New Americans Project
New Americans Project is two service recommendations on how to connect the American citizenship process with access and awareness of financial services. Our big challenge was to navigate two separate systems, find points of integration, and bring delight into the experience.
New Americans Project is one of a series of projects in collaboration with DESIS Lab's Designing for Financial Empowerment family of work. We worked to connect the citizenship process with financial services through the New York Public Library system and NYC's Office of Financial Empowerment. What might the two systems have in common? What kind of user needs both services? How might we leverage informal support systems?
After some weeks of immersive research with the library, financial, and citizenship services, we synthesized our preliminary findings into a stakeholder map, personas, journey maps, precedents, and other materials. From here, we were drawn by two big insights that drove our project into two directions. One one hand, we found that informal communities is an important pillar within the lawful permanent resident (LPR) population. These informal communities are bonded together by shared languages and cultures and play an essential role in disseminating information, building trust, and harnessing participation. This lead to our first concept: New Americans Circle. On the other hand, we also found the levels of shame and discomfort regarding disclosing or seeking financial information. This limited possible contact with available services, because LPRs are hesitant to speak to a financial counselor, especially with their language barriers. This led us to our second concept: New Americans Kiosk. See our full report to read detailed information about this project.
New American Circle
For our first recommendation, we created a service that leverages how trust and information builds in a community. This service elects community leaders who have successfully navigated the citizenship process to co-lead informal gathering at the library with citizenship and financial experts. We call them New Ambassadors. During this time, LPRs meet one another in an informal setting, conduct group problem solving sessions, and work towards citizenship and financial stability in one setting. To avoid burdening the library with extra costs, staff, and responsibilities, we designed an event kit that takes 15 minutes to set up. Through the use of visual design, the space facilitates itself, and could run smoothly without an official staff or leader.
For finding participants
Our strategy is to tap into the NYCitizenship process and citizenship clinics hosted by the libraries. Ideally, the goal is to find individuals who are eligible to apply for citizenship without too many serious red flags, could use help with their financial situation, and is not fluent in English.These are the individuals who will benefit the most from the New Americans Circle program.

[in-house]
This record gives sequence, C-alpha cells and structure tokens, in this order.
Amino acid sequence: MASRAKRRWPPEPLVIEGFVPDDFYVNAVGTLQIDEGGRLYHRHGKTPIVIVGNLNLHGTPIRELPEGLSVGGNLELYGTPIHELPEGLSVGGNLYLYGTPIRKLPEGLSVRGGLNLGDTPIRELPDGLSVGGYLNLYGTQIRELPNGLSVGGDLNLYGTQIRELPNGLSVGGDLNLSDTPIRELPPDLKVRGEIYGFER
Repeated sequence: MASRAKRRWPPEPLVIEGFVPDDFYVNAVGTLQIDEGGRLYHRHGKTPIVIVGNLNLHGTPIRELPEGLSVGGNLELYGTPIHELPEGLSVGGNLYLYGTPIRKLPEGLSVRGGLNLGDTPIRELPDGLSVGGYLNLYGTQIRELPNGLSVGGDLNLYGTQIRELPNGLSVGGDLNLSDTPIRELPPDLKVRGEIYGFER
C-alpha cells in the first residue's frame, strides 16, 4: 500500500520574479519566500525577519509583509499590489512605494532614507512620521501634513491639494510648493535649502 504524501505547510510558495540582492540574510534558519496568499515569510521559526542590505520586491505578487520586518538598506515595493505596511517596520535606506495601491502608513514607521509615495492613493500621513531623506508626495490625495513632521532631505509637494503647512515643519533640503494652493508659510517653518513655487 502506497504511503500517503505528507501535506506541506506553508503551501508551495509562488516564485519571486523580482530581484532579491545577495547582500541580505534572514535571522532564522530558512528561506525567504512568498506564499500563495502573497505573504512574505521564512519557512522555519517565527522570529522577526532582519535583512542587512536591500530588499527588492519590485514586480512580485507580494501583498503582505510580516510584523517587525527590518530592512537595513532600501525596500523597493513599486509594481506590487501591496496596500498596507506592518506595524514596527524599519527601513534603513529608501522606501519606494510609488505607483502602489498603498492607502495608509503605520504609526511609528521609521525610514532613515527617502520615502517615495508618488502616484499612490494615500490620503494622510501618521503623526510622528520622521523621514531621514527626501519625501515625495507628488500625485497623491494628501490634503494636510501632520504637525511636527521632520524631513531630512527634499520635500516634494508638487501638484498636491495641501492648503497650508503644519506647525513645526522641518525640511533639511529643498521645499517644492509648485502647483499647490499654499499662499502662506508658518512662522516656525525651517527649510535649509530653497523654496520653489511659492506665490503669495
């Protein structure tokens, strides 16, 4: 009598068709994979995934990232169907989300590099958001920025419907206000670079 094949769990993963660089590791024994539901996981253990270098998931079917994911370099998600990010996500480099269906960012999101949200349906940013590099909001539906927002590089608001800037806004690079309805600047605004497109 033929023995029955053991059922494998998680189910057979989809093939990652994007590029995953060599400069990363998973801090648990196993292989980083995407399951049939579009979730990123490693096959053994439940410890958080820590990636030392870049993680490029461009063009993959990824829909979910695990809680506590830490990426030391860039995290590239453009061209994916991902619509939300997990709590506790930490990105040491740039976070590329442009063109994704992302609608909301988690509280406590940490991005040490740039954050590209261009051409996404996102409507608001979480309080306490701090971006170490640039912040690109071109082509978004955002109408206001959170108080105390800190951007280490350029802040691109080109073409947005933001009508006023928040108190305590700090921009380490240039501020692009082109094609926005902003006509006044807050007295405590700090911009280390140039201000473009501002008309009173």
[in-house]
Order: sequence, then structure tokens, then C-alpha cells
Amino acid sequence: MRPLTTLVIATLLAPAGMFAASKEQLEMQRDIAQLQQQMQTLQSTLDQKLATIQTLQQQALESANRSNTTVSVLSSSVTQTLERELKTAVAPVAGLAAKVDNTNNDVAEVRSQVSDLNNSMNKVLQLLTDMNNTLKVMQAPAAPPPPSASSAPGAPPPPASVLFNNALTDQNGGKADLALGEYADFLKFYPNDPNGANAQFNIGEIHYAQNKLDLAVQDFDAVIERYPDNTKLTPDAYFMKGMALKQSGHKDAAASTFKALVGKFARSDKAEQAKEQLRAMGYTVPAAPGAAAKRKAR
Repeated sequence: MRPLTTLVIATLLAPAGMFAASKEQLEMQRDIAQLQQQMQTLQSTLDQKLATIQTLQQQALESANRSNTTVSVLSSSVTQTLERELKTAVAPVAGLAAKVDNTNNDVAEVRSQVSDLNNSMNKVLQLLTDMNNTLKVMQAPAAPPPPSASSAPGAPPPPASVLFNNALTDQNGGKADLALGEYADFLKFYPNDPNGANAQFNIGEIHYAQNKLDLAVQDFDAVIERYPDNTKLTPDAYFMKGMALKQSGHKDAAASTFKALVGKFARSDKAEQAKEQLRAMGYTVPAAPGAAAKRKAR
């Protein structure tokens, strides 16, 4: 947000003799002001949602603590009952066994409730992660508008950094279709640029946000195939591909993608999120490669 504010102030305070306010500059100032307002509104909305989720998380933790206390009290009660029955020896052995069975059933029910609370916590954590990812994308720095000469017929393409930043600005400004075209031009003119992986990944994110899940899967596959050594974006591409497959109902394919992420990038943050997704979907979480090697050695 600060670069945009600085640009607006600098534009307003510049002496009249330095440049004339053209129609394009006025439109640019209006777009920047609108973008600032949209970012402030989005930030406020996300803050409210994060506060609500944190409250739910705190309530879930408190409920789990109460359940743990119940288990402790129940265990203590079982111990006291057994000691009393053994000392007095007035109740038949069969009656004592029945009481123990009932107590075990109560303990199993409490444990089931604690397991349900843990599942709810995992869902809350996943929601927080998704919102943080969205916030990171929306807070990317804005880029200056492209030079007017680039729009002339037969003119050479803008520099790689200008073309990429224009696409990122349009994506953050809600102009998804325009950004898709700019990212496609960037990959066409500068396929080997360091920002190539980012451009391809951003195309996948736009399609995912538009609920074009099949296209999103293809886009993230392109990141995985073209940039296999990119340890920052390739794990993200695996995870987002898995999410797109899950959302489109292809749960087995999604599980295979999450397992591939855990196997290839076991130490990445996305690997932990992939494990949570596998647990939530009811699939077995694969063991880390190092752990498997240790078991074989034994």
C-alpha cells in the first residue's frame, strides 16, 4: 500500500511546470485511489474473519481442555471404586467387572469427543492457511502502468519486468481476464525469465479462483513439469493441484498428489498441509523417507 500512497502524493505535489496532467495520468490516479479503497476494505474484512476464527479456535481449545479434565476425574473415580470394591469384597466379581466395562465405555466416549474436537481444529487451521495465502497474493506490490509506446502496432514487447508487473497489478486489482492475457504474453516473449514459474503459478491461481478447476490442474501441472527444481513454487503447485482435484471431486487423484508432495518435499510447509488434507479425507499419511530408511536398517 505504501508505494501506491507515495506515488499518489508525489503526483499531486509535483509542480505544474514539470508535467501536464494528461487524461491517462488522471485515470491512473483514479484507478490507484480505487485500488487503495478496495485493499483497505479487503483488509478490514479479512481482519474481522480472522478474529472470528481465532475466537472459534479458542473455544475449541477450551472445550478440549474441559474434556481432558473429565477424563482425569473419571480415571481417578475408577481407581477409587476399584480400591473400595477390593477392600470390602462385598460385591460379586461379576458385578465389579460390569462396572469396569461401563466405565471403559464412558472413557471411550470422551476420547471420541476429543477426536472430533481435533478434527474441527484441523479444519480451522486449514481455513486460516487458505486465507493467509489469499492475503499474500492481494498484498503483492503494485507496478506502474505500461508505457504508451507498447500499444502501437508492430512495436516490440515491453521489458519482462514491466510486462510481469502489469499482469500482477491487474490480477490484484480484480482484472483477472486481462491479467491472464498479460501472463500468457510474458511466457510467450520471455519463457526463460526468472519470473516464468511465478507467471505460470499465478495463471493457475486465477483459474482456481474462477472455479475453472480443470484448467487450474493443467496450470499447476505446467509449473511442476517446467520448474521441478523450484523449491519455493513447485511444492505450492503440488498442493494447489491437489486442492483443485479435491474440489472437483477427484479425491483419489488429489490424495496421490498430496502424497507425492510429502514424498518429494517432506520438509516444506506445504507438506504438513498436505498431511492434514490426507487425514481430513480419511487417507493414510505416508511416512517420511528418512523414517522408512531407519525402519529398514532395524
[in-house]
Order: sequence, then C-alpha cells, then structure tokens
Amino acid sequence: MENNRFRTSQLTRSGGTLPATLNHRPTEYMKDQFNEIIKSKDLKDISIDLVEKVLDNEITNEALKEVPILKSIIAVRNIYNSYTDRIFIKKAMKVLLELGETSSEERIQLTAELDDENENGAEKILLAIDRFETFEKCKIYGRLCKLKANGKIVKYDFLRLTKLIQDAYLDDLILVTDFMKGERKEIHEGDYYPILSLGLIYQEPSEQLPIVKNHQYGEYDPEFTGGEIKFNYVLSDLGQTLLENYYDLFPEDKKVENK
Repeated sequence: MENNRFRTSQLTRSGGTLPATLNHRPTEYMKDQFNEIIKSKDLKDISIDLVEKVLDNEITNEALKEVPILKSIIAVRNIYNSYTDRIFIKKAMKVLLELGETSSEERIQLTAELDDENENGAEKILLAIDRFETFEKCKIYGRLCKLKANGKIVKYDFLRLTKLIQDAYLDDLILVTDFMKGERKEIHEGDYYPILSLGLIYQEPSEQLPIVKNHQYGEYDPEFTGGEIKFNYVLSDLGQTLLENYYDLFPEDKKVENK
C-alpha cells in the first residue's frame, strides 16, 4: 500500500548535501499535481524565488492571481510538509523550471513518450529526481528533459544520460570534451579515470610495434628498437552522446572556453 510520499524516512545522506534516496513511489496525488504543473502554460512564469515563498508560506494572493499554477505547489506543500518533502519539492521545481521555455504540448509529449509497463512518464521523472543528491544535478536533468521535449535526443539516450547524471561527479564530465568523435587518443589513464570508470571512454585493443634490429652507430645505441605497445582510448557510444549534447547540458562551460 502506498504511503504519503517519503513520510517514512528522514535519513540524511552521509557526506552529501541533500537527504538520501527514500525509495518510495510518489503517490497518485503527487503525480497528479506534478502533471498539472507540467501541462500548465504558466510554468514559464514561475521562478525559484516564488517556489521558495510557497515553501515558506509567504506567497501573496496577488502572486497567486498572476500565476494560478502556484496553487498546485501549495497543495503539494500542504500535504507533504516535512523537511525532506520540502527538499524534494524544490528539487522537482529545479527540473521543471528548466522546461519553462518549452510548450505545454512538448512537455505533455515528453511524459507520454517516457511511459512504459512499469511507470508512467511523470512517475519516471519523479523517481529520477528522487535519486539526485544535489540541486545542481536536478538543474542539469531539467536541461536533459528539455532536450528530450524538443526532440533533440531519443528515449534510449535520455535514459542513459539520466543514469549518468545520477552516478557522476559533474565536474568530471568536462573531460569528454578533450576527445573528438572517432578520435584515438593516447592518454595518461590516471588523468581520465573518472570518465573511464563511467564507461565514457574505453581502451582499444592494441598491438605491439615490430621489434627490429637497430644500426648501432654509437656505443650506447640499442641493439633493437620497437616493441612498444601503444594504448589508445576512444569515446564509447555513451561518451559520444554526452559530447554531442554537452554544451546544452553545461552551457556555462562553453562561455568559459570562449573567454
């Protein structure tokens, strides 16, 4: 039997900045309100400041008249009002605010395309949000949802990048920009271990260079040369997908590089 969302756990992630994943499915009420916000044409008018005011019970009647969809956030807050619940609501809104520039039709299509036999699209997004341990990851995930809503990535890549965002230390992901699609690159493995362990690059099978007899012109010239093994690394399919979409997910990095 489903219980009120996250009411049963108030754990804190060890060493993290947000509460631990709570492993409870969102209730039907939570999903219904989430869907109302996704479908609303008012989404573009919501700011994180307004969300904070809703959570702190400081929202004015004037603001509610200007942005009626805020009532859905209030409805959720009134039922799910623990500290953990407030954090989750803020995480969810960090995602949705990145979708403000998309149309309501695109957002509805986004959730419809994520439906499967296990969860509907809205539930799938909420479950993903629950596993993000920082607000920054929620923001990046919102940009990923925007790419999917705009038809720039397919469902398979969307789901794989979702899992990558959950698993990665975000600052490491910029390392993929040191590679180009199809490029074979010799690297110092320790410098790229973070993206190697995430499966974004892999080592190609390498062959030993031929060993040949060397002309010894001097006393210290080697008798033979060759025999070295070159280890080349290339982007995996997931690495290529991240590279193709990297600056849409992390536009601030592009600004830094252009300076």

For finding New Ambassadors
Our strategy is to use the library’s CBO network as well as pre-existing library programs such as ESOL and Civic Test classes. The goal is to find individuals like “Responsible Rita” who want to commit to helping others get through obstacles they once faced. This role is volunteer only, however, it is a leadership role that demonstrates great qualities for a resumé.
Augmentation for libraries
Our event series is easy to replicate in all libraries. The only constraint is space and resources. Otherwise, our kit is ready to go, complete with instructions, props, signage, etc. The ideal library is one that balances the need for space (Brooklyn Public Library) with a community atmosphere (Jackson Heights Library), and has a patron base that is largely populated by immigrant communities.
New Americans Kiosk
By conducting interviews with experts and secondary research, we developed a deep understanding of our target users and the financial empowerment services which are currently available. The lack of awareness regarding these services and the stigma surrounding the discussion of one’s finances were the main insights that drove the development of The New Americans Kiosk. Inspired by utilitarian and private interfaces such as ATM machines, we created a digital service that runs an initial, private diagnostic of your financial health. With an easy to select and print menu, users can walk away with a personalized set of information from a private interaction in their own language.
Some key insights:
- Not all financial counselors speak the LPR's language
- Many of our target users lack technology literacy, but are familiar with booth interfaces such as the MTA kiosk
- There is a stigma around asking for any kind of financial help
- Even when people are willing to ask, it's difficult to know what to ask
We tested a preliminary version with adult students from an ESOL class in the public library, some who are in the citizenship process. The results were exciting, as people enjoyed using the colloquial language of the digital service and creating their avatars.
To integrate this into the citizenship journey, the kiosk can be placed during any citizenship event, or on a tablet in the waiting room for an individual citizenship advising meeting. See our latest prototype here!
DESIS Lab: Designing for Financial Empowerment
NYC Office of Financial Empowerment
Mayor's Office of Immigrant Affairs
Brooklyn Public Library